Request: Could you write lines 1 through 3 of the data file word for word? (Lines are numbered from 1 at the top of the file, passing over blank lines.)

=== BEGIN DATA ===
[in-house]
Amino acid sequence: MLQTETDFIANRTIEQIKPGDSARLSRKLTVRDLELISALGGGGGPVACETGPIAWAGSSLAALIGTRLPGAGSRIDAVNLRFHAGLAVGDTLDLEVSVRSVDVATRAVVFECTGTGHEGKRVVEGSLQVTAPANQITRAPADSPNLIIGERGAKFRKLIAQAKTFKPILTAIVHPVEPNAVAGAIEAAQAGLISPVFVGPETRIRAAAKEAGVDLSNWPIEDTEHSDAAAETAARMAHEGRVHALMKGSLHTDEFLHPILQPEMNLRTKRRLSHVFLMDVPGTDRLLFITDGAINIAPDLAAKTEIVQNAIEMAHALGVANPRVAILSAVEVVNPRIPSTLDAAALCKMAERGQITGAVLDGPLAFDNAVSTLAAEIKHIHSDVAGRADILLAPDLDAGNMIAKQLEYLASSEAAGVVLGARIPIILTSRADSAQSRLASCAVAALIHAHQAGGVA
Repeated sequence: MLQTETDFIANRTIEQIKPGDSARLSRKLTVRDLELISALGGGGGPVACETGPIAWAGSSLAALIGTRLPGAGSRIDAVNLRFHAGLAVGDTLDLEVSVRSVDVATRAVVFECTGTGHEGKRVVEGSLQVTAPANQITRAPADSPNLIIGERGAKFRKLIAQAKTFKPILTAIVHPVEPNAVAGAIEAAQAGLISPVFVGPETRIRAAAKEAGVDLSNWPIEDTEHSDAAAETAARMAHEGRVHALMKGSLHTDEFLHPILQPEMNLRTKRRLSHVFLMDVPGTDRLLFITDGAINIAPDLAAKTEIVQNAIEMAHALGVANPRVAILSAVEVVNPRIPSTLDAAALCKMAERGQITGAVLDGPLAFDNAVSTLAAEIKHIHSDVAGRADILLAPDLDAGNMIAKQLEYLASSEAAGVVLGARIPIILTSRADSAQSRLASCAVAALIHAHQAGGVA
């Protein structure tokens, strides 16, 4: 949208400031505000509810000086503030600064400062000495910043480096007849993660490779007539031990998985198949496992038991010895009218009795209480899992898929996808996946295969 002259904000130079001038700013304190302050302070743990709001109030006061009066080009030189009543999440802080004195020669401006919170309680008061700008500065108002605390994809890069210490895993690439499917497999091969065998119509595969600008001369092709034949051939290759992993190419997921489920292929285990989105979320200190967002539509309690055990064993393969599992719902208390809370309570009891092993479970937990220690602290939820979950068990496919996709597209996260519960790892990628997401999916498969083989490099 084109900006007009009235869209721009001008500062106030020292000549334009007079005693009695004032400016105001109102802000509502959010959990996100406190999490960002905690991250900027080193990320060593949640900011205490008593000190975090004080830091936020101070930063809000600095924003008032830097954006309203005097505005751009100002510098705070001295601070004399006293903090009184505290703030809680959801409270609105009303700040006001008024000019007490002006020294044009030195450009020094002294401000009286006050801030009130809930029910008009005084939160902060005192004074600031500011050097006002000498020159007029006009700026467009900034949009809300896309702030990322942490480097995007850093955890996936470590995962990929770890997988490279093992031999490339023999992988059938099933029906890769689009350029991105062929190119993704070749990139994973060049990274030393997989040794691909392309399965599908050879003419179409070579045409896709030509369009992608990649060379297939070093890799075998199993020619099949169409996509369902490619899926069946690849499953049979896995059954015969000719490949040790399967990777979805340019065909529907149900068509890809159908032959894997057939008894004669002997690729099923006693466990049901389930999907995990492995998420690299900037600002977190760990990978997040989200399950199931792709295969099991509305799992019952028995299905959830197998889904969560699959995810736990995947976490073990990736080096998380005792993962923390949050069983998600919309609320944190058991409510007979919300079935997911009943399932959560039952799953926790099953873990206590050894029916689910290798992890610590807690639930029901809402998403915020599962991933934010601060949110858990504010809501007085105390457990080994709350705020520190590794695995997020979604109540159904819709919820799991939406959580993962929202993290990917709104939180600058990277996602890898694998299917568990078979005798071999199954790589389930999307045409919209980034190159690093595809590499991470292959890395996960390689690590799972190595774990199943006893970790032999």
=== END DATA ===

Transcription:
[in-house]
Amino acid sequence: MLQTETDFIANRTIEQIKPGDSARLSRKLTVRDLELISALGGGGGPVACETGPIAWAGSSLAALIGTRLPGAGSRIDAVNLRFHAGLAVGDTLDLEVSVRSVDVATRAVVFECTGTGHEGKRVVEGSLQVTAPANQITRAPADSPNLIIGERGAKFRKLIAQAKTFKPILTAIVHPVEPNAVAGAIEAAQAGLISPVFVGPETRIRAAAKEAGVDLSNWPIEDTEHSDAAAETAARMAHEGRVHALMKGSLHTDEFLHPILQPEMNLRTKRRLSHVFLMDVPGTDRLLFITDGAINIAPDLAAKTEIVQNAIEMAHALGVANPRVAILSAVEVVNPRIPSTLDAAALCKMAERGQITGAVLDGPLAFDNAVSTLAAEIKHIHSDVAGRADILLAPDLDAGNMIAKQLEYLASSEAAGVVLGARIPIILTSRADSAQSRLASCAVAALIHAHQAGGVA
Repeated sequence: MLQTETDFIANRTIEQIKPGDSARLSRKLTVRDLELISALGGGGGPVACETGPIAWAGSSLAALIGTRLPGAGSRIDAVNLRFHAGLAVGDTLDLEVSVRSVDVATRAVVFECTGTGHEGKRVVEGSLQVTAPANQITRAPADSPNLIIGERGAKFRKLIAQAKTFKPILTAIVHPVEPNAVAGAIEAAQAGLISPVFVGPETRIRAAAKEAGVDLSNWPIEDTEHSDAAAETAARMAHEGRVHALMKGSLHTDEFLHPILQPEMNLRTKRRLSHVFLMDVPGTDRLLFITDGAINIAPDLAAKTEIVQNAIEMAHALGVANPRVAILSAVEVVNPRIPSTLDAAALCKMAERGQITGAVLDGPLAFDNAVSTLAAEIKHIHSDVAGRADILLAPDLDAGNMIAKQLEYLASSEAAGVVLGARIPIILTSRADSAQSRLASCAVAALIHAHQAGGVA